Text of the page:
Reaction

    Lulz ensured on Philippine social media soon after the speech’s origin was discovered, with users on Facebook, Twitter and elsewhere humorously criticising the senator, plastering images of him on image macros, or juxtaposing him on various photoshopped images for effect:



    Soon enough, people called him through various demeaning names, like “bobo”, a derogatory Tagalog term for “dimwit” or “dumbass”, along with his surname, along with derivatives like “sinotto”, “nang-sotto” or “nanotto” becoming a slang word for copy-pasting content without attribution.


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  • 09/10/12--08:46: Obama Bear Hug
  • President Barack Obama made an unannounced stop at Big Apple Pizza and Pasta in Ft. Pierce. There, the shop’s owner, Scott Van Duzer, lifted the president off the ground. The picture and story was picked up nationally and has been all over the Internet.


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  • 09/12/12--13:55: Priority Peter
  • About

    Priority Peter is an advice animal image macro series featuring a photograph of a teenage boy holding a calculator surrounded by several young women wearing bathing suits. The captions typically consist of puns involving mathematical jargons and suggestive double entendres, some of which are set up so the last word in the top caption rhymes with the last word in the bottom caption.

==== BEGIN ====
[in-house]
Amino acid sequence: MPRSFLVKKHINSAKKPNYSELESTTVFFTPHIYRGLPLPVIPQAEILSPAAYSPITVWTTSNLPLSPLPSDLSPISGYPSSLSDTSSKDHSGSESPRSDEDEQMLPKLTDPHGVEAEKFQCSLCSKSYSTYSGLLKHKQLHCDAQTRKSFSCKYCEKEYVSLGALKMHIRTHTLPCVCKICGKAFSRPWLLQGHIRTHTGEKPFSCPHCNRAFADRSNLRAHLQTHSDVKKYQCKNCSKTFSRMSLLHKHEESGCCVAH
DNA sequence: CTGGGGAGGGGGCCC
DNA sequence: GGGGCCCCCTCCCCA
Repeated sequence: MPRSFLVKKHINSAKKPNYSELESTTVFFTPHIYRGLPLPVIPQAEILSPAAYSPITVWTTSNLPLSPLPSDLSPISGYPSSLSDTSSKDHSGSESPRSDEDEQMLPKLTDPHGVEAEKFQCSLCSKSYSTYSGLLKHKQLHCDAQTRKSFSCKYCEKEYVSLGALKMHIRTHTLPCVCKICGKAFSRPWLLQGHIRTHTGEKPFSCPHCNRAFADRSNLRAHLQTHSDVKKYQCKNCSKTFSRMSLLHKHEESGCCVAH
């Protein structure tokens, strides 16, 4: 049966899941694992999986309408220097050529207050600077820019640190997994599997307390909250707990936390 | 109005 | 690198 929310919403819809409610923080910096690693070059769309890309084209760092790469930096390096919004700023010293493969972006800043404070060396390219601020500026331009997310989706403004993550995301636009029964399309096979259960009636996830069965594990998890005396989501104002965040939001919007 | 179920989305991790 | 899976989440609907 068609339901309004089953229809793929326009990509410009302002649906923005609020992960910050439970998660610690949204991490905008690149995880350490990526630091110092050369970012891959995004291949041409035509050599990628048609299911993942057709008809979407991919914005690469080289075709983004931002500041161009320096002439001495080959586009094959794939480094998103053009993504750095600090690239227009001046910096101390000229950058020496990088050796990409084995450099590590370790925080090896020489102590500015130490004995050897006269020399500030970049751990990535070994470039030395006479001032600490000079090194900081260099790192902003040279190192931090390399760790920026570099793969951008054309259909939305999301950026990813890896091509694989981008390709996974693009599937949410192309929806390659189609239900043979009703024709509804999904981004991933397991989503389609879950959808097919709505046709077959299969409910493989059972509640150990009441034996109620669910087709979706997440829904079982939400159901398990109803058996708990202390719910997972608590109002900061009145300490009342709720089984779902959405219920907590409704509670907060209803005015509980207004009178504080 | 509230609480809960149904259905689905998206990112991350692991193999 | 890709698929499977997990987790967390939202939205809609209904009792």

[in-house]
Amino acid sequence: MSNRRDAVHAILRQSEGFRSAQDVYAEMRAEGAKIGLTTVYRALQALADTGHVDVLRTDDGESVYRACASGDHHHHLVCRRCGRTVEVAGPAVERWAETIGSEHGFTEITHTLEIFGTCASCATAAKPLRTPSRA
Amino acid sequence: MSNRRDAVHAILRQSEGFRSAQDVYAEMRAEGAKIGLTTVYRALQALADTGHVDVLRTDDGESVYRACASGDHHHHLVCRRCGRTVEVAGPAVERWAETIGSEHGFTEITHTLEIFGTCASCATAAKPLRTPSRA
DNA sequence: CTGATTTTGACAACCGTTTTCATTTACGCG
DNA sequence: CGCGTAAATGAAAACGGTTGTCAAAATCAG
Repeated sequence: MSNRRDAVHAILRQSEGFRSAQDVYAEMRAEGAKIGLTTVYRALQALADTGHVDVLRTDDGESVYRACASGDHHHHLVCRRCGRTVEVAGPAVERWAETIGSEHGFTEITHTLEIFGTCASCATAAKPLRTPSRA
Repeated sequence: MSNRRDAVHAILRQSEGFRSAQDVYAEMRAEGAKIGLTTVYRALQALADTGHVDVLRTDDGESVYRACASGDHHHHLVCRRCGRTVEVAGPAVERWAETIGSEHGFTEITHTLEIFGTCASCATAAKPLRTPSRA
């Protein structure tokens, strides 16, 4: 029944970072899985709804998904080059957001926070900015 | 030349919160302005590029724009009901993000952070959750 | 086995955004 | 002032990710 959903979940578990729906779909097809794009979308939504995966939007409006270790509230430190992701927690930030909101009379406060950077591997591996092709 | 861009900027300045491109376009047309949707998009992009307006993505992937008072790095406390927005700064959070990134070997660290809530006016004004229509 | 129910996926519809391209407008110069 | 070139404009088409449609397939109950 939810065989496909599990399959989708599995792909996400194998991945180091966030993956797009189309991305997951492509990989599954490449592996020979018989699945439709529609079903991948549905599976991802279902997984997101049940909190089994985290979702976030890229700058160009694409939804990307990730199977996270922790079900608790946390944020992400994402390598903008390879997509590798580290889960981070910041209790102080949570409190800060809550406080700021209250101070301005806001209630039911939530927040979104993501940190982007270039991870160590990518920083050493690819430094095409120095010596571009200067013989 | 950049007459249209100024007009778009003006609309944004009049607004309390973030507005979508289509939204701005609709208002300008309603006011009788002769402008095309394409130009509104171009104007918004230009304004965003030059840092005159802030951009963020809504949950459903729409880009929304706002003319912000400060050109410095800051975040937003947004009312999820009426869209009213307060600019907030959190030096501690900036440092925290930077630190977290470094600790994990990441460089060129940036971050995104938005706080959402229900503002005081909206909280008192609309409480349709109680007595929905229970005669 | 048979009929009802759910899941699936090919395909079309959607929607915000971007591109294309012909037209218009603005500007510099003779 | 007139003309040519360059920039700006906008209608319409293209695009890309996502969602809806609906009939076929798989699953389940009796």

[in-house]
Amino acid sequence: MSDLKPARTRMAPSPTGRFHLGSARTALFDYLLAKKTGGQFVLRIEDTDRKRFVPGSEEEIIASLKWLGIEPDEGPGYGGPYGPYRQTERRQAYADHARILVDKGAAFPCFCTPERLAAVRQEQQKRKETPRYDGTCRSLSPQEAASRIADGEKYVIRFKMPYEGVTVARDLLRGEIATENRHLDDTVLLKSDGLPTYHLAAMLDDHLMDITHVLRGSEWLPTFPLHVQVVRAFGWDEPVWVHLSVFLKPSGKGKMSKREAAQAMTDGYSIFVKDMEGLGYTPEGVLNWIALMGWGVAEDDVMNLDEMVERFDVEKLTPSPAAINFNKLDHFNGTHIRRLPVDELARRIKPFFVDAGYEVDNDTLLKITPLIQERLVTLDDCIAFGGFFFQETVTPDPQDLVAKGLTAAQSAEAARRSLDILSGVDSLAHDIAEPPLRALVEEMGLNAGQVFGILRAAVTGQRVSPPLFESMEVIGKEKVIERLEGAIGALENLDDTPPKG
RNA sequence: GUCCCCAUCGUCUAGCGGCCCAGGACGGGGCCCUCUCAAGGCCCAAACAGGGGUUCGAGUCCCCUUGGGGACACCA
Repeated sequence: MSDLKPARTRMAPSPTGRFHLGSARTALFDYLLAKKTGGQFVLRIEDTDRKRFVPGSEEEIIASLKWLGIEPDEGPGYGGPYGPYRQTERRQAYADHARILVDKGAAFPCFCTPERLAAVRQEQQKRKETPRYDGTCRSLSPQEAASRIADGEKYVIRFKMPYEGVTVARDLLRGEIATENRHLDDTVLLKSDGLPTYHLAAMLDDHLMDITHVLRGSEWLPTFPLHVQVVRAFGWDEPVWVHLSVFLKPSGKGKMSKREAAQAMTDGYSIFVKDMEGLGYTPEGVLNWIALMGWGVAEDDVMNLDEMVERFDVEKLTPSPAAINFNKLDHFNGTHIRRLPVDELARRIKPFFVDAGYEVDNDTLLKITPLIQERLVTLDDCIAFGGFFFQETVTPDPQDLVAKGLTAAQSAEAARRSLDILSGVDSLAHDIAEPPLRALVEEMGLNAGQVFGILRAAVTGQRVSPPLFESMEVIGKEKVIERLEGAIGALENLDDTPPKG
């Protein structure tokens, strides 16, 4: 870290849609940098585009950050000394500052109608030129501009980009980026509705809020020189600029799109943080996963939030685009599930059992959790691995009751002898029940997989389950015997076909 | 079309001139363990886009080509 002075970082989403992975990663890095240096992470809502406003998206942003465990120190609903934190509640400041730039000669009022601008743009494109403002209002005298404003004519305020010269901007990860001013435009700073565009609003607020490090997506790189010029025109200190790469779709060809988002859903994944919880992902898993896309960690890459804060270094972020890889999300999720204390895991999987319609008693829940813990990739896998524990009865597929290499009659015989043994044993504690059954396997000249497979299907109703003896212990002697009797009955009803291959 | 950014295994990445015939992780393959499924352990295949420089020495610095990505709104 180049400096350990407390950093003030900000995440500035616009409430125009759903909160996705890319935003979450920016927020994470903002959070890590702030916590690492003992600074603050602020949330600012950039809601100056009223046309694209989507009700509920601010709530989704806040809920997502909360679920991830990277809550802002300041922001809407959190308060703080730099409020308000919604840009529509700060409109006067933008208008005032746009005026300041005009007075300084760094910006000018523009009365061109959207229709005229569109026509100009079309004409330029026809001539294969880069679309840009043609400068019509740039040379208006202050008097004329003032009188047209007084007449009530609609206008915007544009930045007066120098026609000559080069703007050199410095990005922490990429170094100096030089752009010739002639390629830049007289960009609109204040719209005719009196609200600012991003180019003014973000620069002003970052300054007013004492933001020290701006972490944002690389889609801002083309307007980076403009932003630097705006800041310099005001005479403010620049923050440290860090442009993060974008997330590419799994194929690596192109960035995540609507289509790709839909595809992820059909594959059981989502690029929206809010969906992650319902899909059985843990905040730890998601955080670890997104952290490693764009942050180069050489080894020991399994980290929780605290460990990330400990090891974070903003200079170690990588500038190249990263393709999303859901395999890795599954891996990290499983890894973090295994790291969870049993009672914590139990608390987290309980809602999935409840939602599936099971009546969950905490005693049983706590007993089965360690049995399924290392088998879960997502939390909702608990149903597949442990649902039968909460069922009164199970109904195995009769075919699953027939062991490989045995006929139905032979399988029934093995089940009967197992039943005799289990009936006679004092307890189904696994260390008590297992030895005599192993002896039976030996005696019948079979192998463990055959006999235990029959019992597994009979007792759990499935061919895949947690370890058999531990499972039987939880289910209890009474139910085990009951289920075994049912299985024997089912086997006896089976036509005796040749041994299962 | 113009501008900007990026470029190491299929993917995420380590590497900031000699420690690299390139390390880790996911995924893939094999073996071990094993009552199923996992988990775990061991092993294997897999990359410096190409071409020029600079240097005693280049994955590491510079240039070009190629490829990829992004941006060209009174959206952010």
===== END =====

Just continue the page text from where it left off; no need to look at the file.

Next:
Origin

    The photograph (shown below, left) was originally submitted to the /r/pics[1] subreddit by Redditor ti84power on November 7th, 2011. Titled “TI84 + like a boss,” the post received over 27,500 up votes and 1,300 comments prior to being archived. Since then, the image has been re-submitted to the /r/funny[3] subreddit on two separate occasions in March and September 2012, the latter of which accumulated over 12,000 up votes and 600 comments within two days. On September 11th, 2012, the first captioned instance based on the photograph was submitted to the /r/AdviceAnimals[2] subreddit, featuring the caption “Sorry, ladies… when the calculator’s clickin’ / there can be no dickin’” (shown below, right).



    Spread